One man's house may be his castle but in the case of film-maker Roman Polanski yesterday, released at last from his prison cell just outside Zurich, it is his luxury prison.
Chalet is the correct term for the 19,000 square foot wooden home on the edge of the gold-plated ski town of Gstaad, high in the Bernese Alps, where Polanski was deposited by Swiss police yesterday after posting bail of US$4.5 million ($6.2m) and paying US$2,000 for the electronic devices that will prevent him from leaving its confines.
Lawyers for Polanski will go before a judge in Los Angeles next week to argue for the dismissal of the case, stemming from an act of unlawful sex with a 13-year-old girl in 1977. If they fail, Polanski will finally face extradition to the US to stand trial.
But in the meantime, he is able now to savour a facsimile of freedom. His wife, the French actress Emmanuelle Seigner, was seen peeping from a window as a police convoy bearing the actor rolled towards the chalet. Also waiting for him inside were their two children Elvis, nine, and Moorage, who is 16.
Two police vehicles vanished into the garage of the property, which bears the name Milky Way, allowing the filmmaker to slip inside unobserved by the press. There, for the time being, he will remain. The Swiss authorities so far have not indicated they will resist his extradition to the US.
"Roman Polanski was today released from custody pending extradition and transferred to Gstaad, where he is under house arrest at his chalet," the Swiss Justice Ministry said. "Polanski has undertaken not to leave his house and property at any time." There will be no black runs this winter.
With films like Chinatown and Rosemary's Baby in his canon, Polanski, 76, has drawn sympathy from those who believe his sins are from long enough ago to be forgotten and others who argue that it is time he faced justice. After more than 30 years on the run in Europe, he was arrested on a US warrant on 26 September after landing in Zurich for a film festival there.
As places of confinement go, the chalet won't be too uncomfortable. Aside from its enormous size, it has sweeping views of the Gstaad valley and the snowy peaks that surround it. And just as so many other chalet-dwellers in the town love to hold lavish parties for the rich and fabulous of the European circuit, so Polanski will be at liberty to do just the same. He just won't be able to go to anyone else's fetes.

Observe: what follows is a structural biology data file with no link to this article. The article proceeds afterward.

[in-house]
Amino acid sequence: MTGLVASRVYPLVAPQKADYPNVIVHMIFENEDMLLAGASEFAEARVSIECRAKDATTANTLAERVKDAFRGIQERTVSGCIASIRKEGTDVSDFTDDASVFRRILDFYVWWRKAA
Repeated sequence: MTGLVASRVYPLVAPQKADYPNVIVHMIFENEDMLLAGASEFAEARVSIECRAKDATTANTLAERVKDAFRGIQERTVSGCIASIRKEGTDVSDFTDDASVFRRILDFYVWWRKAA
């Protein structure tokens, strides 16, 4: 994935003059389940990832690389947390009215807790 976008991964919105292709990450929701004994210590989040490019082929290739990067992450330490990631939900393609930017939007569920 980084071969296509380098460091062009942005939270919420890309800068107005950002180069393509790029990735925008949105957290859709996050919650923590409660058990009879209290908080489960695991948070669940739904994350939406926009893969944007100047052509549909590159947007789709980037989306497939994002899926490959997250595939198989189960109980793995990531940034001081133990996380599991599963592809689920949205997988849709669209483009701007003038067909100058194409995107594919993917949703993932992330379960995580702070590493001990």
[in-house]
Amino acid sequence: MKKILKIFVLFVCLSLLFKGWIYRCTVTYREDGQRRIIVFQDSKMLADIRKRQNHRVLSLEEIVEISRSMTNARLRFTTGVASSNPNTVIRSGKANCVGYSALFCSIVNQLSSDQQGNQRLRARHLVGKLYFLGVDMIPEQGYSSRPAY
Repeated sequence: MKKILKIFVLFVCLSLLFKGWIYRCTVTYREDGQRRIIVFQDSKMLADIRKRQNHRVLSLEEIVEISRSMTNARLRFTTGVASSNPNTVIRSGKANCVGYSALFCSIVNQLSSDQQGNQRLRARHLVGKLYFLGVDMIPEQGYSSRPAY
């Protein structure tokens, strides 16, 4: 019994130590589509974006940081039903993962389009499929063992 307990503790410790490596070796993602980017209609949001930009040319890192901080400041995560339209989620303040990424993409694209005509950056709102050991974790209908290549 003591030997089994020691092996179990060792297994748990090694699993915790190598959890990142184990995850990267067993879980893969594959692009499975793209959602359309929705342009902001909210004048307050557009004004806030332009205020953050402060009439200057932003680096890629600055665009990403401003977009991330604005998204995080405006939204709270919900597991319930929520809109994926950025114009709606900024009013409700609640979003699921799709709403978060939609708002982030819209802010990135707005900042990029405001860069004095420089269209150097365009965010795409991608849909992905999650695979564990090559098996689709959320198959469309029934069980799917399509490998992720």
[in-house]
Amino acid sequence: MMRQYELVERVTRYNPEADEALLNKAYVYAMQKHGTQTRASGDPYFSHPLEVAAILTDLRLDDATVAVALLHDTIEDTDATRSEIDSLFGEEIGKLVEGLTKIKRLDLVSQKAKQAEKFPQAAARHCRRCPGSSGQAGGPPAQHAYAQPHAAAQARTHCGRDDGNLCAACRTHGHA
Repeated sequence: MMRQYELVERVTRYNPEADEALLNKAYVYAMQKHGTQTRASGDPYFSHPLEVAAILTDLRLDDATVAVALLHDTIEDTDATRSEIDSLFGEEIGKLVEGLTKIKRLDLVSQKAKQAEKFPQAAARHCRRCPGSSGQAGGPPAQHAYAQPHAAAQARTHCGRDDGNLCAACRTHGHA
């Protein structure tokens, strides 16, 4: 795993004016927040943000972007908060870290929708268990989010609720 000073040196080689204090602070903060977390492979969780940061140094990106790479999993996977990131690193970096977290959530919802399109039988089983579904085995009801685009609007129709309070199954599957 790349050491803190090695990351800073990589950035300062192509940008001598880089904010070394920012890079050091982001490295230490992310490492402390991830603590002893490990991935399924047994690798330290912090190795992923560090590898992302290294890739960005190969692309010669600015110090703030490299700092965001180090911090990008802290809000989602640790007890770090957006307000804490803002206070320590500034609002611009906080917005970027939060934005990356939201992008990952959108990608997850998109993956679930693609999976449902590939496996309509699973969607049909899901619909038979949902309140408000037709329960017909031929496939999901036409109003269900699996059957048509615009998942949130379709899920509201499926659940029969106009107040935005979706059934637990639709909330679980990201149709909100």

Conditions will be a vast improvement on life in jail, where he was able to see family and friends just one hour a week. Moreover, he arrived home knowing that the sentiment of his neighbours is largely on his side. The president of the Saanen-Gstaad community, Adlo Kropf, says he will take steps to protect the chalet from reporters if necessary.
Back in 1977, Polanski was accused of plying his teenage victim with champagne and the drug Quaalude before raping her during a modelling shoot in the home of Jack Nicholson. After prosecutors filed charges that included rape, he was allowed to enter a guilty plea to the lesser charge of unlawful sexual intercourse. But he fled the US before he could be sentenced.
Now he is back in the legal web. But if his house-arrest turns out to be protracted not everyone will be sorry for him. Gstaad is a favourite destination of the likes of Liz Taylor, Sharon Stone and (yes) Mr Nicholson. Those without their own Milky Ways can always enquire at the Gstaad Palace where the penthouse will go for approximately 13,900 Swiss francs a night ($19,100)) this Christmas season.
- INDEPENDENTBy David Usborne